Foroa: What means "Secondary reflector with two output settings" ?
Foroa - the secondary reflector is a second flash head (you can see it in the front of the flash below the Metz symbol). Imagine shooting a portrait of someone by pointing the main flash head straight up to bounce light off a ceiling. You get nice soft light, but it's coming straight down, so you also get dark shadows under the person's eyes and nose. That second little flash can fire to brighten up those shadows. You can control the power settings to make the shadows lighter or darker.
Ha... Last year Panasonic copied the form-factor of the NEX-6 with the GX7, now Sony is copying the form-factor of the GF6... It's like musical chairs played with industrial design.
Deardorff: Once again Hasselblad shows their head is still firmly planted deep in their collective ass.
Where is the SQUARE format back?
Deardorff - I think many people underestimate the sheer technical difficulty of making large sensors. While I completely agree that a 6x6cm sensor would be optimal, making them reliably for a price that anyone could afford is probably beyond the abilities of current technology. That being the case, fitting the largest sensor of whatever aspect ratio into their backs is a sensible decision by Hasselblad. What seems to me more of a drawback is the handling problem of using cameras designed for square format with a sensor that has a landscape and a portrait orientation - it's a shame there's no way to build a rotating mount into the back, but I'm guessing focus tolerances may exclude that.
cgarrard: Fuji aren't just building new lenses, they are building confidence with photographers in a camera system.
Take note, very important.
I've been really impressed by Fuji - I swapped from Nikon DSLRs to mirrorless back in 2011, before they were around, but if I was making the move now they'd provide a very tempting proposition
Saldahna: Why don't we just look at this Camera like we do to a car? I have a SUV some others like Porsche an some Ford or wathever. To buy a camera is a very personal decision. The main thing is if you enjoy it, and that you feel comfortable with it. I like my MacBook Pro some may like Windows 8 etc.I think this tests are just guidelines but they don't take you the decision for your personal preference. Don't forget you compose the picture, not the camera. And who is using a tripod ??? There are so many aspects. If I buy a Camera with 100 points and it does not match me, it is useless. Sometimes it is just the Name of a brand that you don't like, but that is no reason for a hick hack like in here. Some comments are just ridiculous. Dpreview is not Facebook! A bit more style would be good for this pages.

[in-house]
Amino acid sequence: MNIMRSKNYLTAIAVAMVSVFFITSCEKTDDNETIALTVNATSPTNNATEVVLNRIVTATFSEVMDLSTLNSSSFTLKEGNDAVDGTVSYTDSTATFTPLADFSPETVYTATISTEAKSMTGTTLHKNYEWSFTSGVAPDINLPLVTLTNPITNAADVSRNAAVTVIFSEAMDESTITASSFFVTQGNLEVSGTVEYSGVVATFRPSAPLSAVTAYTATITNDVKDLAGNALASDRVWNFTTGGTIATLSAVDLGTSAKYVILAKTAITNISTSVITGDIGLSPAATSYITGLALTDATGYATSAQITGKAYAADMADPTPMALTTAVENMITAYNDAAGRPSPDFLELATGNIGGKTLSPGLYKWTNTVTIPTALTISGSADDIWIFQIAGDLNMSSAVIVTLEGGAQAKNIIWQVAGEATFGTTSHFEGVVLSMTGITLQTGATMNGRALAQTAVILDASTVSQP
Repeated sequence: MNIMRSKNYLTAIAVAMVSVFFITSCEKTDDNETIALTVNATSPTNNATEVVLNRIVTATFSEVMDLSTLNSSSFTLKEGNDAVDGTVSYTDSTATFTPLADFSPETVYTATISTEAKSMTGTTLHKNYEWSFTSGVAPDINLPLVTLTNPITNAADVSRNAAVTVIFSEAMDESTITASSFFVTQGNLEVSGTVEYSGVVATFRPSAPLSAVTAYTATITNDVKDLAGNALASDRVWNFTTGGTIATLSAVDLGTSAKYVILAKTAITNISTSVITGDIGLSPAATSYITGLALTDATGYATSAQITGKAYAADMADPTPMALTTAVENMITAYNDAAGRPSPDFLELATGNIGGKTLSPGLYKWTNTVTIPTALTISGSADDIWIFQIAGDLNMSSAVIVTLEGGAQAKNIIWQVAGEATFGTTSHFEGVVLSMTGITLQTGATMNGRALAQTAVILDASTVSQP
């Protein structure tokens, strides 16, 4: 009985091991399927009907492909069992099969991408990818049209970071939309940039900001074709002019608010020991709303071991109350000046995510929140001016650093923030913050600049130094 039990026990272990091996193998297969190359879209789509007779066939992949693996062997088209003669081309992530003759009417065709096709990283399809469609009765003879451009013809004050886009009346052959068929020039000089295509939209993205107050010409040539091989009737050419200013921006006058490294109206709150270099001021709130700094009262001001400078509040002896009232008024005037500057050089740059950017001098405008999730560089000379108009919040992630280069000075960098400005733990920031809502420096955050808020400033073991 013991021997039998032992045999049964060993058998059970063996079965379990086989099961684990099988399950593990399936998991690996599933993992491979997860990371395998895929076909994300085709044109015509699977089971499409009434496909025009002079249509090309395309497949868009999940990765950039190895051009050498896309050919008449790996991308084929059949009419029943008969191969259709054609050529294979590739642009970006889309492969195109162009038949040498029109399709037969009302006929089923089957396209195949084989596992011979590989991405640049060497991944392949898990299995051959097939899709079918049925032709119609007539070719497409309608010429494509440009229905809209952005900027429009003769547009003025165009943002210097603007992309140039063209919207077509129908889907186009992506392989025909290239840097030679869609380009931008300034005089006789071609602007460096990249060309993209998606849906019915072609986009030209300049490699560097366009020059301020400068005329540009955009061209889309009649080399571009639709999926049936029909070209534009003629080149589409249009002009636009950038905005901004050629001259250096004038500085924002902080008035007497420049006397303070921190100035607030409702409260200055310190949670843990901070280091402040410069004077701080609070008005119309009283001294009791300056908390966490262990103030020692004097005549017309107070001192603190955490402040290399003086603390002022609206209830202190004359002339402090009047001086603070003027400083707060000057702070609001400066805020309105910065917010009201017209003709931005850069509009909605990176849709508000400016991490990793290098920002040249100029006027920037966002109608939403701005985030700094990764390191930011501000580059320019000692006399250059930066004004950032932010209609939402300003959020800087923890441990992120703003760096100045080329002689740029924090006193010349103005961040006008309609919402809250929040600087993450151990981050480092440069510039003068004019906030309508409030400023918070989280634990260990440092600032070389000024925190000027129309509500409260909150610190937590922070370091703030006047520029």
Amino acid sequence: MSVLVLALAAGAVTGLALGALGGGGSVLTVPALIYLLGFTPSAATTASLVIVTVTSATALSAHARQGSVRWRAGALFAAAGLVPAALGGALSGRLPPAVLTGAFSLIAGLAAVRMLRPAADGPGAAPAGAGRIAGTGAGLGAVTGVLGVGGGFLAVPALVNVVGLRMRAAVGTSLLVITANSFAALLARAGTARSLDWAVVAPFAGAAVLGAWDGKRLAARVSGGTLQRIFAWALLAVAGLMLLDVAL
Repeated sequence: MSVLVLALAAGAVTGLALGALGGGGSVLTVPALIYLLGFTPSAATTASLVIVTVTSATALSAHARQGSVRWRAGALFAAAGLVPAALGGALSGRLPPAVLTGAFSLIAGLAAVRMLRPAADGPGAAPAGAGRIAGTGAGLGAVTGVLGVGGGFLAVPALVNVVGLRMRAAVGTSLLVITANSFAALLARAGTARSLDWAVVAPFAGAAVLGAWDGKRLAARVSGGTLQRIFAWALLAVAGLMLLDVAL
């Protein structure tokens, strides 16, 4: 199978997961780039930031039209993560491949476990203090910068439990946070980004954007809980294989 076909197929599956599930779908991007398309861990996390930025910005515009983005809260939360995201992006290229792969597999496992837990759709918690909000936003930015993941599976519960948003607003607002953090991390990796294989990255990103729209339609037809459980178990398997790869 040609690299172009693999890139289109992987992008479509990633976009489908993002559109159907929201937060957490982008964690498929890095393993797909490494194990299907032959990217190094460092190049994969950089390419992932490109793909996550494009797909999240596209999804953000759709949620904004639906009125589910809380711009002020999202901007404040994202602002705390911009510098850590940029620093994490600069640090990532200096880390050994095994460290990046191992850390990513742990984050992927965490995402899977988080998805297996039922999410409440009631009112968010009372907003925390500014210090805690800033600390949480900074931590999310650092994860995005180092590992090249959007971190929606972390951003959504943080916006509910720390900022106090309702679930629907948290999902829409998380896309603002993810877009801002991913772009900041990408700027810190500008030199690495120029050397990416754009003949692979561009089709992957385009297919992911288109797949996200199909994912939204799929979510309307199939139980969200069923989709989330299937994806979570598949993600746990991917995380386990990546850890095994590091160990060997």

Saldana - the problem is, that even within that niche of compact , small sensor cameras, you have a choice of models from other manufacturers that offer better enthusiast features (standard hot shoe, built in EVF), better IQ (including other 1" sensors) and a wider selection of lenses at that price point. I've handled a V3 and it's a beautiful object, but it still seems overpriced for what it is and the results it produces. To follow your car analogy, you're right that it's no good comparing small hatchback V3 to big SUV D810, but the trouble is, there are better, cheaper hatchbacks out there....
Saldahna: I wonder how many of you guys have seriuosley tried to use the V3 and other cameras of the V series. I'm a SLR Shooter but my D800 and the holy trinity stay more an more at home, or will be used for Landscapes. Please try this camera by yourself before you judge.I've tried the Sony A6000 but the back screen is like a mirror....and the Lenses are to big. I want something small with power. That is the V3 with EVF and Grip. I love my DSLR but I also love these small V series cameras.